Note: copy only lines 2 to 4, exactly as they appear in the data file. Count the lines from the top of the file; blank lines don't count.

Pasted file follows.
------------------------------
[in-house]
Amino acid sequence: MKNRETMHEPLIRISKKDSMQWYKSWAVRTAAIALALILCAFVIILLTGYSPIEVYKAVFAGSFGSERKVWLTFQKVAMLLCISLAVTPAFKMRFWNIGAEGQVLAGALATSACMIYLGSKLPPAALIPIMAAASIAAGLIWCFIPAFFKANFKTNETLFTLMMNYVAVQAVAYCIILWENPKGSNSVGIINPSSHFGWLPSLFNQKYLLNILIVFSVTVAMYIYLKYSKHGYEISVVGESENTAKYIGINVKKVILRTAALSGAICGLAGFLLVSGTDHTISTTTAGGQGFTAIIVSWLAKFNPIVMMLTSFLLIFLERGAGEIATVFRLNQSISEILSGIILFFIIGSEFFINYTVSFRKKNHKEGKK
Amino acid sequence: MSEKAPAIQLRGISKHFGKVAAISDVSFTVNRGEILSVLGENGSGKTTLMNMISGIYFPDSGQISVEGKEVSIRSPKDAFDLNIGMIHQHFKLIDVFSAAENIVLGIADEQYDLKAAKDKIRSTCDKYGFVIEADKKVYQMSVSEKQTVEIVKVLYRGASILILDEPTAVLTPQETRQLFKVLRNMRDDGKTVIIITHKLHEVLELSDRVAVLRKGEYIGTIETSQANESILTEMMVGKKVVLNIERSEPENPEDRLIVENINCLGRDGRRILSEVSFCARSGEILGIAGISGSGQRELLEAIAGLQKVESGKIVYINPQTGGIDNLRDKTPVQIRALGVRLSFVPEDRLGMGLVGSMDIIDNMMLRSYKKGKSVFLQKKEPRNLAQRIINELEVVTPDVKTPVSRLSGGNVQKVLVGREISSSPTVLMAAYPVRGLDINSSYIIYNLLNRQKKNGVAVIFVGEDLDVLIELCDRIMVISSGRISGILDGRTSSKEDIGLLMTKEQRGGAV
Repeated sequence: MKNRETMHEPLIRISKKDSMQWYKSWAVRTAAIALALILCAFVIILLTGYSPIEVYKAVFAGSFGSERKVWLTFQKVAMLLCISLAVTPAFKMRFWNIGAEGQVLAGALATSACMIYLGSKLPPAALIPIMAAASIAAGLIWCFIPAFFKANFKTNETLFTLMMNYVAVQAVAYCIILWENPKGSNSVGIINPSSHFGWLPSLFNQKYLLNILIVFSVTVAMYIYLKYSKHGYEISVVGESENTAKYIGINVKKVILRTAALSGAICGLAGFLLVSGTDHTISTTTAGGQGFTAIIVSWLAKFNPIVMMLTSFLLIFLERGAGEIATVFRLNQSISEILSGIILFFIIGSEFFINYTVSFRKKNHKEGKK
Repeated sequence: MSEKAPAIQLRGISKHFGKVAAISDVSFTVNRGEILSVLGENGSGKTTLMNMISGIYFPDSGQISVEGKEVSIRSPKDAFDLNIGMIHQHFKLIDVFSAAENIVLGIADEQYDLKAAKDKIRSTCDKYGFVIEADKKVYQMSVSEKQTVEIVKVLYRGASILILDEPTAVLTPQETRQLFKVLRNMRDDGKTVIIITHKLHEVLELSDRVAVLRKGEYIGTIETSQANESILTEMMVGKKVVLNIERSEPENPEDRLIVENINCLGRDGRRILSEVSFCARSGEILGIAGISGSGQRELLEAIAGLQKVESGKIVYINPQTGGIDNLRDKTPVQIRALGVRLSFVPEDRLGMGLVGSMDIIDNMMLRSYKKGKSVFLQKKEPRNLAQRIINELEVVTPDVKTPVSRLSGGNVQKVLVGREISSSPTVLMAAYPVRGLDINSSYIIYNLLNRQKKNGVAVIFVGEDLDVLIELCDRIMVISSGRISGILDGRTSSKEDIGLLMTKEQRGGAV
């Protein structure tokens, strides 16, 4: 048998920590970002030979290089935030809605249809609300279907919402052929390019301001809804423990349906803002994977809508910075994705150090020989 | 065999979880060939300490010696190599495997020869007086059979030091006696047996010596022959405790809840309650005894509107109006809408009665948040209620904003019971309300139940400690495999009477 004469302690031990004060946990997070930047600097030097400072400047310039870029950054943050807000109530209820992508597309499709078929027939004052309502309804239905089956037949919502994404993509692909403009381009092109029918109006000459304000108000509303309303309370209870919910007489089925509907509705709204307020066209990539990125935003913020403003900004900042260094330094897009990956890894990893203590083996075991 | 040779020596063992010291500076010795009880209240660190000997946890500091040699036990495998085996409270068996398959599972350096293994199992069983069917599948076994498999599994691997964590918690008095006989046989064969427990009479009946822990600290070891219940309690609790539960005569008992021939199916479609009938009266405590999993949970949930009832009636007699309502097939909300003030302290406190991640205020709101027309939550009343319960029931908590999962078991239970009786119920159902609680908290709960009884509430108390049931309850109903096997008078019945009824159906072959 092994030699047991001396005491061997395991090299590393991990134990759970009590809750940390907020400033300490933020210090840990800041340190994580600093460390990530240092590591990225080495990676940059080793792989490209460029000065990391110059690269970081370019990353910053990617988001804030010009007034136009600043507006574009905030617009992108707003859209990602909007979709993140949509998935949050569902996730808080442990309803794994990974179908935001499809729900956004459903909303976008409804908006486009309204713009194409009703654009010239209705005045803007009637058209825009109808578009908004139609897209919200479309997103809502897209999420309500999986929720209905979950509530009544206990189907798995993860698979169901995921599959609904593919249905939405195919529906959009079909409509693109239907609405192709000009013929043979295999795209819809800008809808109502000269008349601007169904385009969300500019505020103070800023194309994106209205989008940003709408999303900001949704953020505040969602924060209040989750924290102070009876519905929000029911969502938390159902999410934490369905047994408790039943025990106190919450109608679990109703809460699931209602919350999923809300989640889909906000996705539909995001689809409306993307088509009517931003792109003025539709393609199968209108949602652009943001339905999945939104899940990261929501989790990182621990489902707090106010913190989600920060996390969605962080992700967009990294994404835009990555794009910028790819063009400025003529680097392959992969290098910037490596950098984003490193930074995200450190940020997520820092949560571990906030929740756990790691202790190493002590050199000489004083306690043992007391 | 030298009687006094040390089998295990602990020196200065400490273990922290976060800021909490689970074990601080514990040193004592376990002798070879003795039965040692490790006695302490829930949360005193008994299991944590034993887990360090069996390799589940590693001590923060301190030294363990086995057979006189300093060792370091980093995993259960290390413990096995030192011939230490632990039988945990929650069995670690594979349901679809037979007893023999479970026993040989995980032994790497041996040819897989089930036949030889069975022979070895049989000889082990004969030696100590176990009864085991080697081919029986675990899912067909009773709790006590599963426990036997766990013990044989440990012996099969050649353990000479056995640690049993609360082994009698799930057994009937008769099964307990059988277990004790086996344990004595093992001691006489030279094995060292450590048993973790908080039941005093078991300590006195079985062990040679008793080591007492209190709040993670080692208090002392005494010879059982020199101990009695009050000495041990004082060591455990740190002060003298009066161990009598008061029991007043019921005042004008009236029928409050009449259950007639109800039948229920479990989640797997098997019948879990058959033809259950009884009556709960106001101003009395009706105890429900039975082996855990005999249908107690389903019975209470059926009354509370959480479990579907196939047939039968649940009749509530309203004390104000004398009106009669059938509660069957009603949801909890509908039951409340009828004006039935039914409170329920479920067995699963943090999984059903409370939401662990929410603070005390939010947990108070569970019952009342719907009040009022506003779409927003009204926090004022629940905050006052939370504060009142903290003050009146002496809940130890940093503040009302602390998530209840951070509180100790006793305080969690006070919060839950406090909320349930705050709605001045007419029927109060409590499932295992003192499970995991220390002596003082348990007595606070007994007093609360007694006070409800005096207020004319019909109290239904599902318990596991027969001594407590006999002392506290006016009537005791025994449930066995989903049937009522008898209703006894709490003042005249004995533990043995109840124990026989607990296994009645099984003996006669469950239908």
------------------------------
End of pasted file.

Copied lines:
Amino acid sequence: MKNRETMHEPLIRISKKDSMQWYKSWAVRTAAIALALILCAFVIILLTGYSPIEVYKAVFAGSFGSERKVWLTFQKVAMLLCISLAVTPAFKMRFWNIGAEGQVLAGALATSACMIYLGSKLPPAALIPIMAAASIAAGLIWCFIPAFFKANFKTNETLFTLMMNYVAVQAVAYCIILWENPKGSNSVGIINPSSHFGWLPSLFNQKYLLNILIVFSVTVAMYIYLKYSKHGYEISVVGESENTAKYIGINVKKVILRTAALSGAICGLAGFLLVSGTDHTISTTTAGGQGFTAIIVSWLAKFNPIVMMLTSFLLIFLERGAGEIATVFRLNQSISEILSGIILFFIIGSEFFINYTVSFRKKNHKEGKK
Amino acid sequence: MSEKAPAIQLRGISKHFGKVAAISDVSFTVNRGEILSVLGENGSGKTTLMNMISGIYFPDSGQISVEGKEVSIRSPKDAFDLNIGMIHQHFKLIDVFSAAENIVLGIADEQYDLKAAKDKIRSTCDKYGFVIEADKKVYQMSVSEKQTVEIVKVLYRGASILILDEPTAVLTPQETRQLFKVLRNMRDDGKTVIIITHKLHEVLELSDRVAVLRKGEYIGTIETSQANESILTEMMVGKKVVLNIERSEPENPEDRLIVENINCLGRDGRRILSEVSFCARSGEILGIAGISGSGQRELLEAIAGLQKVESGKIVYINPQTGGIDNLRDKTPVQIRALGVRLSFVPEDRLGMGLVGSMDIIDNMMLRSYKKGKSVFLQKKEPRNLAQRIINELEVVTPDVKTPVSRLSGGNVQKVLVGREISSSPTVLMAAYPVRGLDINSSYIIYNLLNRQKKNGVAVIFVGEDLDVLIELCDRIMVISSGRISGILDGRTSSKEDIGLLMTKEQRGGAV
Repeated sequence: MKNRETMHEPLIRISKKDSMQWYKSWAVRTAAIALALILCAFVIILLTGYSPIEVYKAVFAGSFGSERKVWLTFQKVAMLLCISLAVTPAFKMRFWNIGAEGQVLAGALATSACMIYLGSKLPPAALIPIMAAASIAAGLIWCFIPAFFKANFKTNETLFTLMMNYVAVQAVAYCIILWENPKGSNSVGIINPSSHFGWLPSLFNQKYLLNILIVFSVTVAMYIYLKYSKHGYEISVVGESENTAKYIGINVKKVILRTAALSGAICGLAGFLLVSGTDHTISTTTAGGQGFTAIIVSWLAKFNPIVMMLTSFLLIFLERGAGEIATVFRLNQSISEILSGIILFFIIGSEFFINYTVSFRKKNHKEGKK